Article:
For instance, there is ‘aanin manathirkulum penmai irukirathey’ in oru vekkam varuthey and ‘aasaiyum naanamum sandaigal podudhe’ (sung by the male) in panithuli from kanda naal mudhal. But the bigger problem could arise from the limited metaphors that Thamarai seems to have. ‘madiyil saayvadhu/ thoonguvadhu’, ‘kaatril vaasam’, ‘kanavu’, ‘sudum panitthuli’ – I’ve listed a handful of songs here and you see all these metaphors repeated in these very songs.

I only wish the women I see on screen desire without inhibitions and apologies. Desire, seek, demand – without having to worry about anything. Why not?

P.S: In fact a good 20 years ago, Vairamuthu called accham & naanam ‘hyder kaala pazhasu‘. I’ll look into the idea of ‘modernising’ and the way women have modernised. But that’s for another post.


Who is a great comedian?

Hi! Today’s piece is by the knowledgeable Drunkenmunk. Munk is a good friend who is happy to beat timezones to discuss cinema. He’s kept me engaged over a lot of issues that I initially thought I had no interest in – including comedy, the topic this post is about.

He writes at http://thedrunkenmonk.wordpress.com/. He has this lovely 365Project about Ilaiyaraja’s music here.

Read on and leave comments.

— Tharkuri

The greatest or the most favorite comedian in Tamil cinema (any language for that matter, Tamil being my mother tongue and so the language I’m comfortable discussing) is more a matter of taste than anything else. You might have come across stories on how fans of Thangavelu never like Goundamani and vice versa. I have personally seen this lead to debates at home. Like SheNbaga PANdiyan says in ThiruviLayAdal, “pulamaikki sarchai thEvai dhAn, adhu saNdaiyAga mArivida koodAdhu.” While this isn’t literature, it is a reference to say how arguments roll, especially online, when it comes to discussing favorites.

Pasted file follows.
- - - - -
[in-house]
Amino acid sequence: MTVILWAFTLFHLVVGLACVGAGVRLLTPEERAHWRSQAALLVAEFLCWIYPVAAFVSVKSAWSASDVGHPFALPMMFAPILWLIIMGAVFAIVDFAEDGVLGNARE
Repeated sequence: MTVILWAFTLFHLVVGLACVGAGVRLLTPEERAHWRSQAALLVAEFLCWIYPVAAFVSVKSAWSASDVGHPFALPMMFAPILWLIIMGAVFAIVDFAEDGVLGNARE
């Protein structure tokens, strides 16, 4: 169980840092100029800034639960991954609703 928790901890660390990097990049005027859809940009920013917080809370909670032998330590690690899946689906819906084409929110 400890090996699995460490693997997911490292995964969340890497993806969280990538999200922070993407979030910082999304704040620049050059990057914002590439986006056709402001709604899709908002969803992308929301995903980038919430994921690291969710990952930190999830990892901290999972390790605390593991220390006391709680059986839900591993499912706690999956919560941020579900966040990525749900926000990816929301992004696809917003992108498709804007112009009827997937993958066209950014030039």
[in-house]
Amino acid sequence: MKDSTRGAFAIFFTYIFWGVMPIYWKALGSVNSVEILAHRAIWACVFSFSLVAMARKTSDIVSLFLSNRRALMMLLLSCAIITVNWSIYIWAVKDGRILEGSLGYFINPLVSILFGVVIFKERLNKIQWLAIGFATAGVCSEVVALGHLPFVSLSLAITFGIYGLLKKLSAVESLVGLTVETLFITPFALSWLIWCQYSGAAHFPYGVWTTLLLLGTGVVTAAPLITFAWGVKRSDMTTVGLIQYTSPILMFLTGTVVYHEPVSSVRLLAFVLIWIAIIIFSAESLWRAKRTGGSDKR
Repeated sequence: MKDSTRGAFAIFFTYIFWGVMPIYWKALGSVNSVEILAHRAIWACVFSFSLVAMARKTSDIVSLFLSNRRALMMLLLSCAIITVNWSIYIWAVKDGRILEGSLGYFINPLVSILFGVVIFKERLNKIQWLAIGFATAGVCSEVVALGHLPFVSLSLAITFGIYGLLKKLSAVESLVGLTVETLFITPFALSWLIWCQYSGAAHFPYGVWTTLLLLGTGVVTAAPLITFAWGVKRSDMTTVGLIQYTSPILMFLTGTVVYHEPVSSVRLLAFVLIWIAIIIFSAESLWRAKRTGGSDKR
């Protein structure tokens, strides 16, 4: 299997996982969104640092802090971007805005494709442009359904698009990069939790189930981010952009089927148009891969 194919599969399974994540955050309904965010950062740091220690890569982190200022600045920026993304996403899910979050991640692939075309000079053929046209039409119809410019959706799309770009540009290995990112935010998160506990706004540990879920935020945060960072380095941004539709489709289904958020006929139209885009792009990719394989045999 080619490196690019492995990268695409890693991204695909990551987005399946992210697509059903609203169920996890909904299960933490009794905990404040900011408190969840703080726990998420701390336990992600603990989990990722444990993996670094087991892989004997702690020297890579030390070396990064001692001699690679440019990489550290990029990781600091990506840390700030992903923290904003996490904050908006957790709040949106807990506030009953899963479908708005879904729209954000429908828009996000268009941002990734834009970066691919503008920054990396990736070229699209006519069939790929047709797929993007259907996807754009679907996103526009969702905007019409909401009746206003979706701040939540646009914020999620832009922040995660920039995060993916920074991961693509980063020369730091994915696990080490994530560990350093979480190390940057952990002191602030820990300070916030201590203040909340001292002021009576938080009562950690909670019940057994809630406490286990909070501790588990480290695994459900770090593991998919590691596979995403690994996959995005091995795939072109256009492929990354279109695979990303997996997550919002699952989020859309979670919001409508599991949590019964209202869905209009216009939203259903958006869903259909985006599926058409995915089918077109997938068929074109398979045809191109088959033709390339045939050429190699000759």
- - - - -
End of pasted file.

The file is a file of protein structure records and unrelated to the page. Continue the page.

I am going to speak for myself in how I rate a comedian and who my most favorite comedian is, who I naturally would think to be the greatest, and why. Trying reason for taste is my aim here. This is of course entirely subjective and quite open to debate. Be my guest.

A great comedian, if one is to have a criterion in judging him/her, would have to tick a few boxes for me. First and most obviously, he has to make us laugh. A comedian who cannot make us laugh ironically becomes the joke. Laughter should ideally not come in fits. He has to make us ROFL consistently and across films. By this mark, there are a number of comedians in Tamil, a language never short of humor in cinema or society, who fill this criterion. Starting from Nagesh and Cho down to Goundamani, Sendhil and Vadivelu, there are a few who have made me ROFL consistently. There a number of comedians who have given good laughs, though not consistently and as well as the legendary ones, like a Manivannan (in a Maman Magal with his mera dill which will make me laugh any day), Venniraadai Murthy (MMKR with his idhu own house aa? to Raju :ROFL:), Thengai Srinivasan (Thillu Mullu), VK Ramaswamy, etc. However, do they tick every box is a question to ponder.